It's not to anyone's "benefit." You're talking about a public health problem, either way, and if they have a substance use disorder they are suffering from a medical condition. Judging them as "selfish" isn't all that helpful.

Originally Posted by deadrose View Post
It's that sort of behavior I'm bothered by, when even full of bonding hormones at birth, they seem completely uninterested in their babies.
Isn't it clear something must be going terribly wrong for these women?
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Old 12th July 2018, 02:09 PM   #120
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Originally Posted by Minoosh View Post
Wet nursing was an honorable, respected and regulated profession until about 1900. Several things happened about then. The first infant formulas were created; meanwhile many people were using not only inadequate cow's milk, but poorly sanitized cow's milk. There was a drive to get women to breastfeed, but also a drive to clean up the generally poorly regulated dairy industry. The inadequacy of cow's milk got conflated with the unsanitary nature of cow's milk, so that when dairy conditions improved, people kind of took that to mean that cow's milk was now A-OK.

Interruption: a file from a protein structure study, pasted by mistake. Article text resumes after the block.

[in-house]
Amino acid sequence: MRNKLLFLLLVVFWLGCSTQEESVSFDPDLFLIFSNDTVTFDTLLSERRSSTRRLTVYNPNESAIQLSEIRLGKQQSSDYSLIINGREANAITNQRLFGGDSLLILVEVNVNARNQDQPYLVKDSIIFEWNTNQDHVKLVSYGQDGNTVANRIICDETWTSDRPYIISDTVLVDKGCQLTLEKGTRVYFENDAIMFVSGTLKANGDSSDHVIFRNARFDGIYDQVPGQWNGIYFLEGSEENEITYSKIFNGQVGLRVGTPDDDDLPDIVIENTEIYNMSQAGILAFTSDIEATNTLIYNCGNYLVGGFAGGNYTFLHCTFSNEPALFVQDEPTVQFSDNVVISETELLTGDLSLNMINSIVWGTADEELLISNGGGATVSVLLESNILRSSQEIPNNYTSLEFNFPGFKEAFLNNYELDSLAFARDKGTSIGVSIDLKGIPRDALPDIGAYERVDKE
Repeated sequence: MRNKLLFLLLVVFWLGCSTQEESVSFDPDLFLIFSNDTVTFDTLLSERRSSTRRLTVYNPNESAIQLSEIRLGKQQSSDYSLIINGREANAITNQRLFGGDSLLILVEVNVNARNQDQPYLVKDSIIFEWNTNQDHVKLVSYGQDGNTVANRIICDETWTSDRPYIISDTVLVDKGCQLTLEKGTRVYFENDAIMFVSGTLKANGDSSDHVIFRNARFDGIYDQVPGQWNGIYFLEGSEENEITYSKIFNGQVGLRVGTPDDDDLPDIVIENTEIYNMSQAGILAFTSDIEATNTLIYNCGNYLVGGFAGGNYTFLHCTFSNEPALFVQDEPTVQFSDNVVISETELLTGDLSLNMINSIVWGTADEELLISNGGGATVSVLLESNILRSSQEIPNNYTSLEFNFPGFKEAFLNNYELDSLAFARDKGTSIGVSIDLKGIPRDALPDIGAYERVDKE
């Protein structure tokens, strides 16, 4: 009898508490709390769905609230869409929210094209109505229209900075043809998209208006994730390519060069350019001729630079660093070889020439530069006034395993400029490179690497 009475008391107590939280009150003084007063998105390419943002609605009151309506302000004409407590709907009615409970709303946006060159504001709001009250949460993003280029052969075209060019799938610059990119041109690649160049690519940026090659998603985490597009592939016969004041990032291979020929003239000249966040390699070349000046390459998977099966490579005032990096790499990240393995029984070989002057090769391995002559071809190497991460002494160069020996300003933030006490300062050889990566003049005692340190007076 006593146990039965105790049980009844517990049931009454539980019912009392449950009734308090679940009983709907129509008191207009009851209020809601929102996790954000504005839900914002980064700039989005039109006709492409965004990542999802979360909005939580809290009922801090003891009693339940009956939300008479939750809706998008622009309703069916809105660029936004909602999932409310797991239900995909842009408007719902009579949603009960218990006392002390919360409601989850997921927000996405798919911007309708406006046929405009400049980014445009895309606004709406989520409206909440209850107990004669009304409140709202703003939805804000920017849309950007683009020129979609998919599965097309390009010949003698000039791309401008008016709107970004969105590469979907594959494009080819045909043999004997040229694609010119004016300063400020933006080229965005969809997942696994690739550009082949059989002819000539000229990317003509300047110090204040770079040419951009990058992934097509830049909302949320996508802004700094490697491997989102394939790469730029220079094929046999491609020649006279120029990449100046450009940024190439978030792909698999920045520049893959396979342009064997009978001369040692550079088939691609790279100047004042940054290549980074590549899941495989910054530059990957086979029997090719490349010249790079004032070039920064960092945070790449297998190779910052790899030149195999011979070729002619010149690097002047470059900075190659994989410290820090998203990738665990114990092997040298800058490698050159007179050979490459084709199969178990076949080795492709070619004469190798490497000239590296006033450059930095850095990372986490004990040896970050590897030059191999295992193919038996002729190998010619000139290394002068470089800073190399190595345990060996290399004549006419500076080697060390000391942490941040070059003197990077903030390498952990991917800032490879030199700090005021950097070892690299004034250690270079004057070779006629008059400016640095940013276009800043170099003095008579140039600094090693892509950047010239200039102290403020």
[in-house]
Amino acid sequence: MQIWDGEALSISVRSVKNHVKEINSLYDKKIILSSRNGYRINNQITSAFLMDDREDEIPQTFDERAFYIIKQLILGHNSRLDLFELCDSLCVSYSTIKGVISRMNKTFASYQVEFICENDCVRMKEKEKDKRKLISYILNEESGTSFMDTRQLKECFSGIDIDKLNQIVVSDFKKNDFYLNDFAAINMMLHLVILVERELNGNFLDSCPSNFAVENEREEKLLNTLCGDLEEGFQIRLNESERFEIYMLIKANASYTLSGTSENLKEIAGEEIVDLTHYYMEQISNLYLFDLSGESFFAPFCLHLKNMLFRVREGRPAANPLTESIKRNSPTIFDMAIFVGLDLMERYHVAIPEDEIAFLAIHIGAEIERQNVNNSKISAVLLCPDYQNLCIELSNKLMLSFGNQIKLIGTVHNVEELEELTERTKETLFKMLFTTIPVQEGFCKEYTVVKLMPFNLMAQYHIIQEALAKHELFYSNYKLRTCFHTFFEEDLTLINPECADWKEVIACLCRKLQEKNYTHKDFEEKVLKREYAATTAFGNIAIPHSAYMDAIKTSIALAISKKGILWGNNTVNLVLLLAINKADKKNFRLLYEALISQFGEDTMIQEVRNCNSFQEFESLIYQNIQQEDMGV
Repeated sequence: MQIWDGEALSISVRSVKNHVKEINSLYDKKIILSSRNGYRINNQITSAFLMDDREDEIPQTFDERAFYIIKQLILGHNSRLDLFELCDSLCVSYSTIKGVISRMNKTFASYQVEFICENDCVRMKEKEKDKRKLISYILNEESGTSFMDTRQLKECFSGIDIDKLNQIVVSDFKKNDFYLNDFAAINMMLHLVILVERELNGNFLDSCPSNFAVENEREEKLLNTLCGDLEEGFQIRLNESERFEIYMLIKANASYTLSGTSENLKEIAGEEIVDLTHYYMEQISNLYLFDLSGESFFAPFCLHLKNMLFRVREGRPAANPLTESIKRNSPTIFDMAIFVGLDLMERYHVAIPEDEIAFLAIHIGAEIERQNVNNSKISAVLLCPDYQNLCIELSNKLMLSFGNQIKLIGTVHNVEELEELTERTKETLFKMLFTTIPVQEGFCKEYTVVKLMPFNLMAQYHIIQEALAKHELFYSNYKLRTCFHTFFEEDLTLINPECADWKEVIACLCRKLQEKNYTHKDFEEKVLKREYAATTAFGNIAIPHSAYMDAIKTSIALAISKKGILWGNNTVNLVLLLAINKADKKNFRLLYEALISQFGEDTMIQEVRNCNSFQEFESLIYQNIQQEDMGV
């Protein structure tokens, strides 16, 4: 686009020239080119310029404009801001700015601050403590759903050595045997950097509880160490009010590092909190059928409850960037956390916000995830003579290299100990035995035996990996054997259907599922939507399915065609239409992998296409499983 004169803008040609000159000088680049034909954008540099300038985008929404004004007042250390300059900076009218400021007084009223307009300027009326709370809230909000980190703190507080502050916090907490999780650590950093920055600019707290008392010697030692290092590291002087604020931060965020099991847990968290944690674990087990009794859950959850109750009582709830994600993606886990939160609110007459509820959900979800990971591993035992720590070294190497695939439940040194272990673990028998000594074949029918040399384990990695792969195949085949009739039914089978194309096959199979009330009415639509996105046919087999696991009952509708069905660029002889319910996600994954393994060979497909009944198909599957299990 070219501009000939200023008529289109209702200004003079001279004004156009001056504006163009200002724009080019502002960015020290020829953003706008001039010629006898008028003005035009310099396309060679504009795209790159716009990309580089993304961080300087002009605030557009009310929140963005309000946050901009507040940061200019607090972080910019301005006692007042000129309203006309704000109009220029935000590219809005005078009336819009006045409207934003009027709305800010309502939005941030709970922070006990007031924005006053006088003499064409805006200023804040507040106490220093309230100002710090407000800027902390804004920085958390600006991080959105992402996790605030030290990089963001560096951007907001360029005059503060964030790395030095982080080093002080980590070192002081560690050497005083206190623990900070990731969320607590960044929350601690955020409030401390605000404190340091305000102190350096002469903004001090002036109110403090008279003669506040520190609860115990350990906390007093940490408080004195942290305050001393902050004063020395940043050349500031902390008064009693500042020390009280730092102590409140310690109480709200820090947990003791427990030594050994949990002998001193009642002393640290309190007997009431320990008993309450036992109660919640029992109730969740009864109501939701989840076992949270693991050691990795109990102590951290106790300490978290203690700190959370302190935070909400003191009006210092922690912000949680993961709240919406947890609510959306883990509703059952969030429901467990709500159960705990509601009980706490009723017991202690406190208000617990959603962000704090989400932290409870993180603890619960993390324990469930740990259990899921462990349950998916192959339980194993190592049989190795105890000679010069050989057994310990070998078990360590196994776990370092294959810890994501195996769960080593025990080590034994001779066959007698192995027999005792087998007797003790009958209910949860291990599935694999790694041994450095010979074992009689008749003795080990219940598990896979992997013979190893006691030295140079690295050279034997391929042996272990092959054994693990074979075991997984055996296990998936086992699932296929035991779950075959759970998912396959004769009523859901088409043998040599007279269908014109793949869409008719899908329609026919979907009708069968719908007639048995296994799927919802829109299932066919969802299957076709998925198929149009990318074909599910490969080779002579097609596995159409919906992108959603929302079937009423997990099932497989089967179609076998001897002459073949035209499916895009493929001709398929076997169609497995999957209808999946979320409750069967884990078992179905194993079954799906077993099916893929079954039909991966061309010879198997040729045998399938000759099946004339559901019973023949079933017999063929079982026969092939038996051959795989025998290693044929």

A History of Infant Feeding

Low Breastfeeding Rates and Public Health in the United States
Poor women were less likely to breastfeed in the U.S. even 100 years ago and the trend continues to this day. Researchers have found dose-dependent benefits to human milk that led to agencies recommending 2 years of nursing and longer if desired. But it very much became an uphill battle and most people seemed to think that breastfeeding for a month or two was plenty, and artificial just automatically came to be seen as better. Formula was considered "scientific," maybe? I'm sure marketing took its toll as well.
Two years of nursing? I thought kids started eating regular food before that? (I know nothing about children.)